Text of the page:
First Look With Surveillance: US CPI, Musk Backtracks
U.S. inflation fell more than expected last month. The July consumer price index landed at 8.5 per cent, down from the 20.5-year high of 9.1 per cent in June. Wall Street was expecting 8.7 per cent. It should be pointed out the data landed in the midst of a long wait for the next scheduled U.S. Federal Reserve policy decision (Sept. 21), which had some people wondering about the possibility of an inter-meeting rate hike if the CPI was much hotter than anticipated. In the immediate aftermath of this morning’s data, Bloomberg Senior U.S. Economist Yelena Shulyatyeva told us she thinks that idea of an emergency rate hike is now off the table. U.S. equity market futures surged as traders absorbed the inflation numbers.
MORE HARDSHIP IN B.C. FORESTRY INDUSTRY
West Fraser Timber announced it is permanently slashing 255 million board feet of production capacity at three mills in British Columbia as a result of what’s described as increasingly challenged access to timber and transportation problems. The curtailments are being achieved by scrapping one shift at each of the mills, resulting in the loss of 147 jobs.
TECH DOWNTURN STINGS EQB
The company formerly known as Equitable Group (ie, the branchless bank) reported a 17 per cent plunge in second-quarter net income after markets closed yesterday. The blame can be pinned on non-interest income, which swung into negative territory due to mark-to-market losses on investments that EQB said were made to gain access to “innovative business models and early-stage technologies.” We’ll learn more about that, and the fundamentals of the business (including a surge in reverse mortgage activity, new provisions for credit losses, and adjustments to underwriting practices), when chief executive Andrew Moor joins us at 3:30 p.m. EDT. Will also point out EQB is raising its quarterly dividend seven per cent to $0.31 per share.
ELECTING JERRY DIAS’S SUCCESSOR
It’s been almost half a year since Dias left his role as national president of Unifor. Health issues were cited as the official reason; the union later released findings of an independent probe into Dias’s alleged breach of Unifor’s code of conduct for accepting money from a COVID-19 rapid-test supplier whose product he promoted to certain employers. And so, today is an opportunity for Unifor members to turn the page on that public relations fiasco. As for the new national president: she or he will inherit the role at a time when wages are under the microscope, not to mention perennial questions about the competitiveness of this country’s auto industry.
OTHER NOTABLE STORIES
- The aforementioned labour theme was highlighted by Metro’s chief executive in that company’s latest earnings release. Eric La Flèche said “increasing inflationary pressures as well as ongoing labour shortages … are impacting the supply chain and our operations.” Nevertheless, the company’s adjusted profit jumped 11 per cent to $1.18 per share, helped by a 7.2 per cent jump in pharmacy same-store sales.
- Occupancy at Boardwalk Real Estate Investment Trust’s properties continues to march higher as more Canadians are pushed into the rental market. The REIT said average occupancy in the second quarter was 96.44 per cent, compared to 95.9 per cent a year earlier; and, in a release, chief executive Sam Kolias said “significant leasing gains” have pushed occupancy to 97.1 per cent this month. Kolias will take us in-depth on what’s happening in the market at 4:30p.m. ET.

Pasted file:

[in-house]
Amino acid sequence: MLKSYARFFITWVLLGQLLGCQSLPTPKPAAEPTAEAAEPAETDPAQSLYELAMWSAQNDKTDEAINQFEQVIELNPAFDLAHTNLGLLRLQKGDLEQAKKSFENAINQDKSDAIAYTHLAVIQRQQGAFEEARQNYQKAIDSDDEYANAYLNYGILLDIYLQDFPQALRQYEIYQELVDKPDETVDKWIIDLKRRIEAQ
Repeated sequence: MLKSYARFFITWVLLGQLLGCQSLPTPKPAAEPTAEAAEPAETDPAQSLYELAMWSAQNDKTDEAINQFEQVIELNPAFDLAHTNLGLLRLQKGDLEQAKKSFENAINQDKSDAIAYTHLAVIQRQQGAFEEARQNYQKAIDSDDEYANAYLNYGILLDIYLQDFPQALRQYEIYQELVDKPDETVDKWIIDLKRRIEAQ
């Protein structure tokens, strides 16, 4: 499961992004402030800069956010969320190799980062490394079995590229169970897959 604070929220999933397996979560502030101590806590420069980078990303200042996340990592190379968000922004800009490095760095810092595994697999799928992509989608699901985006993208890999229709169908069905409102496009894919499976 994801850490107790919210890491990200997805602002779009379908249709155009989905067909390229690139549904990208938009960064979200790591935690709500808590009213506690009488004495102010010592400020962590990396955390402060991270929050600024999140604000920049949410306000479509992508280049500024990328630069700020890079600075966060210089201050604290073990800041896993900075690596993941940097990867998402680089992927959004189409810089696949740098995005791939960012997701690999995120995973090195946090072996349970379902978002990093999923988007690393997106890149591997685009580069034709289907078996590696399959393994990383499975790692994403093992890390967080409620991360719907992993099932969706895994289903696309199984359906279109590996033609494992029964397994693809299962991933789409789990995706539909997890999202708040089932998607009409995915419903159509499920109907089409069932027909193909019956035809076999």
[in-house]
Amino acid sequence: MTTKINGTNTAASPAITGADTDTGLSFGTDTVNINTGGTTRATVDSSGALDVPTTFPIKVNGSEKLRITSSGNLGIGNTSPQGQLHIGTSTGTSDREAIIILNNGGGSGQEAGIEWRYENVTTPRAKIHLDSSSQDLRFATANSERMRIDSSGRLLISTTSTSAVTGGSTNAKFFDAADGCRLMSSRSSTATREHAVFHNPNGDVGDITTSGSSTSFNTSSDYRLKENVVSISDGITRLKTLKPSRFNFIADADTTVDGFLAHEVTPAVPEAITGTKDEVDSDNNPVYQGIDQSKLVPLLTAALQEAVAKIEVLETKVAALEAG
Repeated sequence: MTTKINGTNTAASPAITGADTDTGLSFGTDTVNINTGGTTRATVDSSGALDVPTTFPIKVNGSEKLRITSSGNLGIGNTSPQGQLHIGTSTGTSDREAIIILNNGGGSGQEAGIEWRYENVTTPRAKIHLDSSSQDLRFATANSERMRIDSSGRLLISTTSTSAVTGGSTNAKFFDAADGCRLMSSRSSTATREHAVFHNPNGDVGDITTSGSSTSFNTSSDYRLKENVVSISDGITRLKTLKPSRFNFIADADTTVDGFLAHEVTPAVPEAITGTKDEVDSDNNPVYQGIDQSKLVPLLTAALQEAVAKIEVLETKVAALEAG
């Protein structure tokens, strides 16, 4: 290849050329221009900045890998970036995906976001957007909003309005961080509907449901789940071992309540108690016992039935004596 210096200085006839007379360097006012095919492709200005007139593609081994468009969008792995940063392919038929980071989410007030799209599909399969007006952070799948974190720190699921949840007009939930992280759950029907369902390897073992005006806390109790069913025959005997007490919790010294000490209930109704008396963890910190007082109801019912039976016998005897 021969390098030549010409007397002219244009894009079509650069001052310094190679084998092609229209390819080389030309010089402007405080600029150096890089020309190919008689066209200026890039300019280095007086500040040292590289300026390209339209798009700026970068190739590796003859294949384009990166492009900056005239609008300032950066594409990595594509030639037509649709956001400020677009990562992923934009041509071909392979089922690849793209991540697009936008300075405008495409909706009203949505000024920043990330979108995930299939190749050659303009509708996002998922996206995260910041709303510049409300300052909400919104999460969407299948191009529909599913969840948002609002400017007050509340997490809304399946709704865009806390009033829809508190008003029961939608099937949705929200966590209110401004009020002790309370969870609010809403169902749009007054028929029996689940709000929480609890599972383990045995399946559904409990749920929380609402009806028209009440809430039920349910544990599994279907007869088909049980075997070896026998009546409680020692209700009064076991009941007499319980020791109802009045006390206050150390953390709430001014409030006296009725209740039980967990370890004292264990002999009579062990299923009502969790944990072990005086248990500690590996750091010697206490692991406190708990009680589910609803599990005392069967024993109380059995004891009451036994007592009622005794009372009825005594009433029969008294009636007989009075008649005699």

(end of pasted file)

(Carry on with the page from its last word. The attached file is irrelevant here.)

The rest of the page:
- Lundin Gold is about to pay a dividend for the first time. The miner announced US$0.20 per share will be handed out on Sept. 13 to shareholders of record as of Aug. 24. In a release, chief executive Ron Hochstein said the semi-annual payment is made possible thanks in part to cash flow from Lundin’s Fruta del Norte mine in Ecuador. Other than helping to fund the dividend, Ecuador caused some problems for Lundin in its latest quarter, as blockades hindered some shipments. As for its outlook, the numbers are heading in the direction investors generally like, as the company raised its outlook for production and cut its call on all-in sustaining costs.
- Elon Musk made two things clear in a late-night tweet: he really doesn’t want to buy Twitter, and he’s also done paring his Tesla stake after it came to light that he sold 7.9 million shares.
- Coinbase swung to a loss in the second quarter as the so-called crypto winter put a chill on revenue and trading volume. It also warned on third-quarter user and trading metrics. Nonetheless, the trading platform operator is touting itself as “an all-weather company.” Which helps explain the recent job cuts and today’s mantra of taking a “pause, maintain, and prioritize” product development.
- CAE cut its full-year adjusted operating profit growth forecast to mid-20 per cent from the previous call for mid-30 per cent growth. That comes amid a laundry list of headwinds it rattled off in a release this morning (all the usual suspects: pandemic, war in Ukraine, high inflation, etc.) The Montreal-based maker of simulation technology also reported a 54 per cent drop in fiscal first-quarter operating income this morning, due in part to what CAE called “unfavourable contract profit adjustments” in its defense unit.
- Notable data: U.S. CPI, China CPI and PPI
- Notable earnings: Manulife Financial, Metro, Linamar, CAE, Stelco Holdings, Stantec, Franco-Nevada, Peyto Exploration, Birchcliff Energy, Canadian Apartment Properties Real Estate Investment Trust, Stella-Jones, Emera, Ballard Power Systems, Element Fleet Management, Indigo Books & Music, The Walt Disney Co.
- 1215: Deputy Prime Minister and Finance Minister Chrystia Freeland holds meeting in Ki